Crystalline silica – a compound that workers in construction, maritime and general industry are routinely exposed to – has been cited as the cause of silicosis, which is a disabling, if not fatal, disease. The standard has been on OSHA's regulatory agenda for years, but it has not moved past the pre-rule stage. Previously slated for April, OSHA's latest agenda indicates that a complete peer review of health effects and risk assessment will be done by September.
Occupational exposure to beryllium also has been on OSHA's plate for some time now. Since 2001, OSHA has been in the process of gathering data through an official request for information in order to determine an appropriate course of action for addressing work-related hazards to beryllium. The agency, in its previous regulatory agenda, had indicated that the a SBREFA (Small Business Regulatory Enforcement and Fairness Act) panel would complete its report by March. The standard has been postponed to September.
OSHA Promised to Churn Out PPE Standard by November
Another hot topic on the agenda has been the employer-payment-for-PPE standard. The agenda notes that an interim final rule had been scheduled for April. However, in response to a lawsuit filed in January by AFL-CIO and the United Food and Commercial Workers Union, the Department of Labor promised that OSHA by November will issue a final rule on the standard. (For more read Chao: “OSHA Will Issue PPE Rule by November.”)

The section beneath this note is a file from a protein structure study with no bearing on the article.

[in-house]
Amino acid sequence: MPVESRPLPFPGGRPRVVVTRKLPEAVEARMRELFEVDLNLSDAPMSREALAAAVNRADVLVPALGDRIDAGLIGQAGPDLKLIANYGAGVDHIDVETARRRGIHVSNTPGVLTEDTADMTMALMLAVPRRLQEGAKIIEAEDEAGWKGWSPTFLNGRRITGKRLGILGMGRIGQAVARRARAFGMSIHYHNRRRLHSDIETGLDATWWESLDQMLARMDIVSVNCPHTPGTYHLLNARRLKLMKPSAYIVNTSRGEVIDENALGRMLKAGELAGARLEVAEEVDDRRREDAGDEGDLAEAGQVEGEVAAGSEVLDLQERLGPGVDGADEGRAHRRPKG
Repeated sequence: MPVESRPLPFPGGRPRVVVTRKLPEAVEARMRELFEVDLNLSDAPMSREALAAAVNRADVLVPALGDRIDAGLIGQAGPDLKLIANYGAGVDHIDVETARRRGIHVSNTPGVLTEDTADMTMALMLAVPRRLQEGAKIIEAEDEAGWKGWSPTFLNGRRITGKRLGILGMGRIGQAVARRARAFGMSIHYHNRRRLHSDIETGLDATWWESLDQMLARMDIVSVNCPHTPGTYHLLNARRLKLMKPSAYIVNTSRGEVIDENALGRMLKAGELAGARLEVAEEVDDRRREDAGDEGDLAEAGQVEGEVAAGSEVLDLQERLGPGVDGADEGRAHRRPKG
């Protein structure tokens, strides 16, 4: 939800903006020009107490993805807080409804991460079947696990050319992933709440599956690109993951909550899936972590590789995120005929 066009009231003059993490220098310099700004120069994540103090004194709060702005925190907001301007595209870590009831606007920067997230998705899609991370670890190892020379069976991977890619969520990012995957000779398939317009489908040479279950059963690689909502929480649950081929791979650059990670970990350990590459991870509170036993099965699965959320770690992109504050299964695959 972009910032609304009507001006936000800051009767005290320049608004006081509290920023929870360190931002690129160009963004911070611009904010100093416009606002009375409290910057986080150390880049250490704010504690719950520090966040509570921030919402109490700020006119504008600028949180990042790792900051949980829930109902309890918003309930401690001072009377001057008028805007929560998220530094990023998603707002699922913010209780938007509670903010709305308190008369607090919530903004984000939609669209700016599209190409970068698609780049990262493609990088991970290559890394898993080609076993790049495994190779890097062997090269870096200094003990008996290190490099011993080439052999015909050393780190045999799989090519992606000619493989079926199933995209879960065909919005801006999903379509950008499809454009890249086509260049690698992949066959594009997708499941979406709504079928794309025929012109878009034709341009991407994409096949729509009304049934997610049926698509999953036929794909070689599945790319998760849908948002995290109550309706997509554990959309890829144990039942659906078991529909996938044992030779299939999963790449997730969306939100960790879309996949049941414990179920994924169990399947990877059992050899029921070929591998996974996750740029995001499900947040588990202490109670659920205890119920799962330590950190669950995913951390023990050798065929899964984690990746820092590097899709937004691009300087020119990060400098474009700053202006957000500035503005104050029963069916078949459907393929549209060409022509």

Ever since the United Nations adopted the Globally Harmonized System of Classification and Labeling of Chemicals (GHS) in 2003, several nations as well as the European Union have been preparing proposals for adoption of GHS. OSHA admits that “U.S. manufacturers, employers and employees will be at a disadvantage in the event that our system of hazard communication is not compliant with the GHS.” The agency has indicated that it will submit a complete peer review of economic analysis by August.
In 1993, OSHA issued a rule to protect workers from the hazards associated with working in confined spaces (storage tanks, sewers, silos, etc.) but the rule did not cover construction workers. As part of a settlement agreement with the United Steelworkers of America, OSHA agreed to propose a rule to protect workers employed on construction sites. According to the agency's latest agenda, an advanced notice of proposed rulemaking for confined spaces on construction sites has been scheduled for August – as opposed to February, as it was noted in the previous agenda.
Other items on the regulatory agenda, which are slated for final action, include:
- Updating OSHA standards based on national consensus standards – direct final rule, June.
- Vertical tandem lifts for longshoring and marine terminals – December.
- Electric power transmission and distribution; electrical protective equipment – June 2008
- Revision and update of Subpart S – electrical standards – final action, effective August.